Of course, you won’t be able to use private APIs in Swift without exposing them publicly:
Note, po command prints special characters in String. NSString when printed looks more convenient.
Now you should be able to print both hierarchies in Swift:
(lldb) po view.recursiveDescription
(lldb) po UIWindow.key.rootViewController!.printHierarchy
Instruments — Core Animation
Moving from inspecting UI structure to optimizing performance. First thing we should to do is measure Frames Per Second. Human perceives app as responsive when it can work at ~60 FPS. This is our goal.
Core Animation template measures graphics performance of the app. For this example we’re focused only on rendering performance. My app is a UITableView with custom cells. For now it only displays section and row.
I notice scrolling performance is not that smooth. Profiling the app with Instruments reveals that my performance is far from 60 FPS. When I scroll (seconds 4–23) the performance drops to 44 FPS — 16 FPS below the goal, 27% slower.
I suspect the issue is with my cell rendering. With Color Blended Layers debug option enabled I can get better understanding of what is happening.
Color Blended Layers shows view layers that are drawn on top of each other with blending enabled.
To understand why this is a problem, we need to know how final image is created. Final pixel the user see is a composition, blending of top and underlying pixels at the coordinate. This mean that every view layer must be rendered to create final image. When view layer is opaque, blending can be optimized by not drawing underlying layers.
To create rounded corners and shadow I use CALayer properties:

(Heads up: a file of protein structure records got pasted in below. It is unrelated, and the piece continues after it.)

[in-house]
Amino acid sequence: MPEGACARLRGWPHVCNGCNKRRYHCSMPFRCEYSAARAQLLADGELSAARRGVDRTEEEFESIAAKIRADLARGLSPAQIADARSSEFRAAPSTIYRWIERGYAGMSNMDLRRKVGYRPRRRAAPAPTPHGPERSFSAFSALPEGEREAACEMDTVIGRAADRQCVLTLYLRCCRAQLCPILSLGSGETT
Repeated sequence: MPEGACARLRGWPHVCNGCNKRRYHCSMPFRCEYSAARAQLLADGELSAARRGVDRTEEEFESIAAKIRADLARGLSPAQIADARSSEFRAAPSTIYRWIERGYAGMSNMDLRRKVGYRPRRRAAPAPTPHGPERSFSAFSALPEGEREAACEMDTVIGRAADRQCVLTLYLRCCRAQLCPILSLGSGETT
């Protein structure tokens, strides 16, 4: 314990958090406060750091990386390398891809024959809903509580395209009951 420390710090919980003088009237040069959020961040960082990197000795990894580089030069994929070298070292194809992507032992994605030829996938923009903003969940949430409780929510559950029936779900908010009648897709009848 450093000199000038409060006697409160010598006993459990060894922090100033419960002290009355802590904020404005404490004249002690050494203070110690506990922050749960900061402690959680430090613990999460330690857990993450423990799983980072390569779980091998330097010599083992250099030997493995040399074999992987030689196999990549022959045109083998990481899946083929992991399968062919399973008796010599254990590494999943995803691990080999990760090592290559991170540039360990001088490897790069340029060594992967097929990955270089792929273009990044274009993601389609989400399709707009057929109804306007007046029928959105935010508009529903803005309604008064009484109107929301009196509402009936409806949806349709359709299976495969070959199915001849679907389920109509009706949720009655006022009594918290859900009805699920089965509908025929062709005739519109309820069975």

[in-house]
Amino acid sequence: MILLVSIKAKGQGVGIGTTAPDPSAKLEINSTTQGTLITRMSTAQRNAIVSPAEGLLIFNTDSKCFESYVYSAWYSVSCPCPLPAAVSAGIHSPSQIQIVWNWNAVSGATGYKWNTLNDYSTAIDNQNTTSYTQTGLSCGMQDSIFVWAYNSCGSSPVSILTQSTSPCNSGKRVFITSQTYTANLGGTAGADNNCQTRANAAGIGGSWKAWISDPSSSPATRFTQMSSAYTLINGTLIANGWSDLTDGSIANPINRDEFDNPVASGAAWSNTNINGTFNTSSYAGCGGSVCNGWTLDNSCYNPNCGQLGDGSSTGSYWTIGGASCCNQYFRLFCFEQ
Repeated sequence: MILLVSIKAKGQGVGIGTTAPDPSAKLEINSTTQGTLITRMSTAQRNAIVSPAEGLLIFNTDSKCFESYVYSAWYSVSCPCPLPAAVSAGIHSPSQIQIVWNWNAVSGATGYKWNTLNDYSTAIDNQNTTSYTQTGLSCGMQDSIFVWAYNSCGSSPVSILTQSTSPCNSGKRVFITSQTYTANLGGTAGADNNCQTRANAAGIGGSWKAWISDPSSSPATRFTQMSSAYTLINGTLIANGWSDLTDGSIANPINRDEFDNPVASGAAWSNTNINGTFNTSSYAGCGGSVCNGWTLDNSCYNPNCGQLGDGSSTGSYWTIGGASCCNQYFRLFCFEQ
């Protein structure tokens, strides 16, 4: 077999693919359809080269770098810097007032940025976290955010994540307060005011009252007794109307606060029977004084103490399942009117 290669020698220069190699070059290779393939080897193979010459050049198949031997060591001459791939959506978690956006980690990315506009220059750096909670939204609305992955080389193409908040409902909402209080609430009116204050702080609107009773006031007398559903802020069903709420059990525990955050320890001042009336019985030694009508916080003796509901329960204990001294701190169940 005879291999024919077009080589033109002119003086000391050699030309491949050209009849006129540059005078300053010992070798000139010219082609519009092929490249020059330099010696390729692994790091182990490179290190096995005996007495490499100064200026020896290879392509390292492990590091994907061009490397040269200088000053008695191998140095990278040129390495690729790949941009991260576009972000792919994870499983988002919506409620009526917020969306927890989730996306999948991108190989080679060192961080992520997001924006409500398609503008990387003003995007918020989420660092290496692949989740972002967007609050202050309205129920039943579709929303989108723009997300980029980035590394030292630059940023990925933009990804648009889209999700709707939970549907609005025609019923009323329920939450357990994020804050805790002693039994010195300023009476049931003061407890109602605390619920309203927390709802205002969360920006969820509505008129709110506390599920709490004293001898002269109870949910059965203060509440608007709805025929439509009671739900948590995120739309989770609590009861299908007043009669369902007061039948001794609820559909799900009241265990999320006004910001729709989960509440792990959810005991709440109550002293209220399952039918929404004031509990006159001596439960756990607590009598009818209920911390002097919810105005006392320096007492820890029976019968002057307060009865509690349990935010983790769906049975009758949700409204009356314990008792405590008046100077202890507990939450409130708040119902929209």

let cardView = UIView()
cardView.layer.cornerRadius = 10.0
cardView.layer.shadowColor = UIColor.black.cgColor
cardView.layer.shadowOpacity = 0.5
cardView.layer.shadowOffset = CGSize(width: 0.0, height: 2.0)
cardView.layer.shadowRadius = 4.0
This makes parts of my view layer transparent, causing unnecessary blending. Because the background is color fill, rendering can be optimized. I will set solid background on my views and use background image without alpha:
let cardView = UIImageView(image: UIImage(named: "cardBackground"))
Simple trick allows me to get rid of blending:
Performance is now 58–59 FPS and scrolling feels smooth.
Best part, you have quick access to Color Blended Layers from iOS Simulator.
UIKit provides impressive support for accessibility and VoiceOver in particular. When things don’t work way we expect, Xcode provides Accessibility Inspector.
Besides debugging, the tool can perform audit of your app and highlight various issues, for instance Dynamic Type support.
Accessibility Inspector is hidden in Xcode > Open Developer Tool > Accessibility Inspector.
Pixie will help you implement pixel-perfect design. This tiny tool allows you literally inspect every pixel of your app:
Pixie can be downloaded from Apple Developer website (Xcode > Open Developer Tool > More Developer Tools…) in Additional Tools for Xcode package.